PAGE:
Raspberry Pi Zero W (with Headers)

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The credit-card-sized computer has become even smaller! The Raspberry Pi Zero W is still the Pi you know and love, but at a largely reduced size of only 65mm long by 30mm wide and now with headers! With the addition of wireless LAN and Bluetooth, the Raspberry Pi Zero W is ideal for making embedded Internet of Things (IoT) projects. The Pi Zero W has been designed to be as flexible and compact as possible with mini connectors and a populated 40-pin GPIO.

At the heart of the Raspberry Pi Zero W is a 1GHz BCM2835 single-core processor with 512MB RAM. Quite frankly, this Pi is about four times faster that the original Raspberry Pi and is only a fraction of the cost of the current RPi3.

The setup for the Raspberry Pi Zero W is a little more complicated than on other Pis. Because of the small size, many of the connectors on the Pi Zero are not standard. For starters you will want a Mini HDMI to HDMI cable or adapter to connect to your monitor. You will also need a USB OTG cable to connect a USB device, as well as a unique CSI camera cable. No matter how you want to use your Raspberry Pi Zero W, you will need a microSD card with an operating system and a high-quality 5V power supply to power your board.

  • 802.11 b/g/n wireless LAN
  • Bluetooth(R) 4.1
  • Bluetooth Low Energy (BLE)
  • 1GHz, single-core CPU
  • 512MB RAM
  • Mini HDMI and USB On-The-Go ports
  • Micro USB power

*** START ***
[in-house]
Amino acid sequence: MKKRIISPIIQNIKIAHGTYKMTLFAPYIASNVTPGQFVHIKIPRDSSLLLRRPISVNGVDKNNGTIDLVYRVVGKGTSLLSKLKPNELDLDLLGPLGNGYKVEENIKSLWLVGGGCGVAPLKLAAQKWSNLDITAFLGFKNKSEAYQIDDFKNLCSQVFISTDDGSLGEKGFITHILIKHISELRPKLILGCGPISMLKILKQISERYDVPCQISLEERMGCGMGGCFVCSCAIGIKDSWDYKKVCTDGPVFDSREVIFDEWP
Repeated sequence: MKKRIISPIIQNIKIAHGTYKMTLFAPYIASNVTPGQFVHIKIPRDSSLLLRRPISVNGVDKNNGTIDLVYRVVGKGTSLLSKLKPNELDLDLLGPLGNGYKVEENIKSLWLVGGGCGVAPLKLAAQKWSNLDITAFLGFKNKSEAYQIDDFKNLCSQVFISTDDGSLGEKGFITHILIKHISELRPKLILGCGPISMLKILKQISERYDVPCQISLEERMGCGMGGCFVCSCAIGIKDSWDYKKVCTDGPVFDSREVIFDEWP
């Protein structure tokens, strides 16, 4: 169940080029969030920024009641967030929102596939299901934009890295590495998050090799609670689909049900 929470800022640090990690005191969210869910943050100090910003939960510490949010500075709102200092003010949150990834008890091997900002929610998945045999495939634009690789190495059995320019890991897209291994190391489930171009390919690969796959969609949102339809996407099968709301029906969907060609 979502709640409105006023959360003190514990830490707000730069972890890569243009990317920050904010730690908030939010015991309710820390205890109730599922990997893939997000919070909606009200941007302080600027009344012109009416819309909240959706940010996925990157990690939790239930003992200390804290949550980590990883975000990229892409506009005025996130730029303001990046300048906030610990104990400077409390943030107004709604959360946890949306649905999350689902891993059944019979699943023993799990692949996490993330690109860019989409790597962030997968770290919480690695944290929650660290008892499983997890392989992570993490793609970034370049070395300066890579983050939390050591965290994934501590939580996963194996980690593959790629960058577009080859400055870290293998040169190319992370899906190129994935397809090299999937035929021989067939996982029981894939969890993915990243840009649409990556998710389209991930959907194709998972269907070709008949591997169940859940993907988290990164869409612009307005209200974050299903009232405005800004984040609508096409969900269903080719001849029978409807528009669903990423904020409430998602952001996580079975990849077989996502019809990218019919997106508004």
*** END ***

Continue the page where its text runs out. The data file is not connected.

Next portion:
• HAT-compatible 40-pin Header
  • Composite video and reset headers
  • CSI camera connector

Raspberry Pi Zero W (with Headers) Product Help and Resources

Graph Sensor Data with Python and Matplotlib

July 23, 2018

Use matplotlib to create a real-time plot of temperature data collected from a TMP102 sensor connected to a Raspberry Pi.

Using Flask to Send Data to a Raspberry Pi

November 9, 2017

In this tutorial, we'll show you how to use the Flask framework for Python to send data from ESP8266 WiFi nodes to a Raspberry Pi over an internal WiFi network.

Raspberry Pi Zero Helmet Impact Force Monitor

March 8, 2018

How much impact can the human body handle? This tutorial will teach you how to build your very own impact force monitor using a helmet, Raspberry Pi Zero, and accelerometer!

How to Use Remote Desktop on the Raspberry Pi with VNC

July 9, 2018

Use RealVNC to connect to your Raspberry Pi to control the graphical desktop remotely across the network.

Python GUI Guide: Introduction to Tkinter

August 13, 2018

Tkinter is the standard graphical user interface package that comes with Python. This tutorial will show you how to create basic windowed applications as well as complete full-screen dashboard examples complete with live graph updates from matplotlib.

Basic Autonomous Kit for Sphero RVR Assembly Guide